There is a connection between people throwing trash outside their homes and women being groped on buses, and between low turnouts at civic protests and men using roadsides as toilets. And that is that no one takes ownership of public places in Pakistan.

Public space is experienced differently according to gender and class, but the focus here is not how the experiences vary but how they shape the public space itself.

Take sexual harassment of women. Social norms relegate women to the home and men to the world outside. Women enter the public domain only using transport to get to work or going to shops or to move from one private space to another. Even then, sexual harassment is a reminder that they are interlopers in the public space and harassment is the price for transgression.

Elites avoid the public altogether by expanding the private beyond the home to include gated communities and exclusive places of entertainment. Accompanying this is the romance of an imagined sanitised alternative. So while buskers are vanishing from the streets of Karachi and migrants cannot set up temporary settlements under vagrancy laws, a top accessories brand labels itself Hobo and fashion designers exhibit lines called The New Nomads and Gypsy Summers.

For all other women, the public place is male space. But which men does it belong to? Men cannot ensure the behaviour of other men so cannot freely bring women, limiting their claims to "user" rights but not to joint ownership. So the public place is not simply men’s space, but "other" men’s space.

Increasing seclusion 

When women retreat from the public, it impacts the space itself not just by filtering out half the population, but also by alienation. For all men, its claimants are all other men, which in effect is no one. As a result, no one feels like it is their own space. It is this that shapes our public culture.

Women frequently concede. The burqa makes the wearer simultaneously there and not there, a symbolic communication that terms and conditions have been accepted. This anonymous power regulates citizens but also frees them from responsibility towards it. This is why there is no outcry when public places are confiscated or encroached, whether in the name of security or development.

The links between public spaces and democracy is well established. From the Greek public spaces and Roman forums onward, people have understood the exercise of democracy needs inclusive common spaces where citizens can interact, feel a sense of connection, individually express and collectively dissent.

Prague’s Wenceslas square, Kiev’s Independence square, Istanbul’s Taksim Square, China’s Tiananmen, Paris’s Place de la République, America’s National Mall – these spaces did not enter history because of flash mobs. There was a preceding public culture of assembly and interaction. The one thing that marred the spirit of collective resistance in the heady days of the Tahrir Square protests in Cairo was women’s experience of sexual assault.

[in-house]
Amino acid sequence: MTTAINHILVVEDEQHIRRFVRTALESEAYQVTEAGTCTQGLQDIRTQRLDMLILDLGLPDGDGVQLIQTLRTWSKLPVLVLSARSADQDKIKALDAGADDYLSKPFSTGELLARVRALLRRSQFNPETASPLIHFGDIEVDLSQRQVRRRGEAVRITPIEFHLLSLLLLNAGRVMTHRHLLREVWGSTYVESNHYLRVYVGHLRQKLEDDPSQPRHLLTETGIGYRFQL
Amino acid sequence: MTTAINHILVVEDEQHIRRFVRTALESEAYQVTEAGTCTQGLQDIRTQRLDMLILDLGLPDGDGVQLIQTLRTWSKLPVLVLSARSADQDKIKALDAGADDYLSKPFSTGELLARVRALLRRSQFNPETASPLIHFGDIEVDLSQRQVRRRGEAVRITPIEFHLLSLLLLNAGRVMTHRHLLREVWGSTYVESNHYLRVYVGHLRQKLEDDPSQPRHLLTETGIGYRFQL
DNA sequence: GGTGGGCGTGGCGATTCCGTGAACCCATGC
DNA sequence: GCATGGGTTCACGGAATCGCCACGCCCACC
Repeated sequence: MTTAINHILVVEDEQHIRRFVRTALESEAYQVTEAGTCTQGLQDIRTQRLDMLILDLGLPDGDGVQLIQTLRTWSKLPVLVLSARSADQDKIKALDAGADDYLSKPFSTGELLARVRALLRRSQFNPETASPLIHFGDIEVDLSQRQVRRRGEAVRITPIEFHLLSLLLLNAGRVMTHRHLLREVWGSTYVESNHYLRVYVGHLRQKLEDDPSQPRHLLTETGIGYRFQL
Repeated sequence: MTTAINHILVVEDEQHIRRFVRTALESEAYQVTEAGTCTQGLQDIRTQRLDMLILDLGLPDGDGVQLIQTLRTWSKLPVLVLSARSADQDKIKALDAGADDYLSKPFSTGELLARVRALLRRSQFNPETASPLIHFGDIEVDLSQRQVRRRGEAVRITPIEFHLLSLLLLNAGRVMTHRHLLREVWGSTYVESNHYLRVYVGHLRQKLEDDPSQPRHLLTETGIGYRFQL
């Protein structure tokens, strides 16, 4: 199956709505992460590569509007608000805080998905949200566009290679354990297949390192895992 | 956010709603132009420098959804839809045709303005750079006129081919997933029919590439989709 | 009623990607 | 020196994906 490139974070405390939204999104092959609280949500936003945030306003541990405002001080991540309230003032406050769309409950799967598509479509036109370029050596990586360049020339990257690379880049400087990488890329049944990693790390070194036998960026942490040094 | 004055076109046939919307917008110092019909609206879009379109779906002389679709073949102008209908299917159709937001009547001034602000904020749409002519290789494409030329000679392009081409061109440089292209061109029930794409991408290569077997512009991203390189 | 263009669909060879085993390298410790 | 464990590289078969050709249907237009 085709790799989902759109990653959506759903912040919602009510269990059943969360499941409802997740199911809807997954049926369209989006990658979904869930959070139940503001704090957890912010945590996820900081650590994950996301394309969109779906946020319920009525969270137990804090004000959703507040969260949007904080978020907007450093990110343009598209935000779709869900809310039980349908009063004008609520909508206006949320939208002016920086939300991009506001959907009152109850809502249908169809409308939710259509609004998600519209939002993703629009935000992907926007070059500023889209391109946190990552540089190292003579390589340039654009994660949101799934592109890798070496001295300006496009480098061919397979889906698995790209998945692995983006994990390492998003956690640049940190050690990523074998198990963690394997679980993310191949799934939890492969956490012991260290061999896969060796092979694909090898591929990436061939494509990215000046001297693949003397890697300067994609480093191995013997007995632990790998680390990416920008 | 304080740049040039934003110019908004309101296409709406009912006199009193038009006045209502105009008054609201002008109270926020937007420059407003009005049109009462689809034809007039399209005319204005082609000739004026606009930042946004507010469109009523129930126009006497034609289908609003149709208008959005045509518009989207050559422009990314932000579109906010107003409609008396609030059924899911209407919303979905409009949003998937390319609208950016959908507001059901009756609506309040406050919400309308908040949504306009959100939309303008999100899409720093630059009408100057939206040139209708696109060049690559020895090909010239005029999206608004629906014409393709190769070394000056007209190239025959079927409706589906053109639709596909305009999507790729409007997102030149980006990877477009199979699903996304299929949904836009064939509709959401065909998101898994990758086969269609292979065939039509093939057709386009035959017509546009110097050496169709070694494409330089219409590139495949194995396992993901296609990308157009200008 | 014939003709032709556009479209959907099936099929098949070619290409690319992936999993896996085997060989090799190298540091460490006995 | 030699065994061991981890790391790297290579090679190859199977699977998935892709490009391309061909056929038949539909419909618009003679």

Sexual harassment is so common that it is a part of the everyday, ranging from sleazy comments to groping. An extreme case was the gangrape at the most symbolic of all public places in Pakistan – the Mazar-i-Quaid, the complex where Jinnah is buried. In 2008, a young woman visitor from Lodhran was raped by employees of the Mazar. After a five-year-long ordeal of a trial, they were acquitted by the court which dismissed DNA evidence in favour of the four-witness requirement of the Hudood Ordinance. On the other side is the absence of women – it is entirely possible to drive through small cities and towns of Pakistan without seeing any women at all, unless one goes to the fields and sees them labouring.

Girls in dhabas

It is in this context that Sabeen Mahmud’s work for claiming public spaces was and remains critical, and why the emergent initiatives of girls loitering at dhabas or playing street cricket, women blockading roads in protests or driving pink rickshaws in Lahore, are potent ideas. More so, when all the female traffic wardens recruited for patrolling duties in Lahore have now been given desk assignments because of the sexual harassment they faced by commuters.

Democratisation of public places cannot be ordained by a political party by designating a spot for people to sing and dance – with which they otherwise have no affinity or no access to – anymore than a previous military dictator could announce a 33% quota for women in politics and expect it to be sustained. Such change must be organic and incremental. The recent lost battle to name a chowk in Lahore after Bhagat Singh is a case in point.

It is self-defeating to expect thousands to show up at a protest for human rights violations. While well-intentioned citizens try to build progressive politics, it can’t be done without changing public culture itself. And no, it won’t happen on Facebook.

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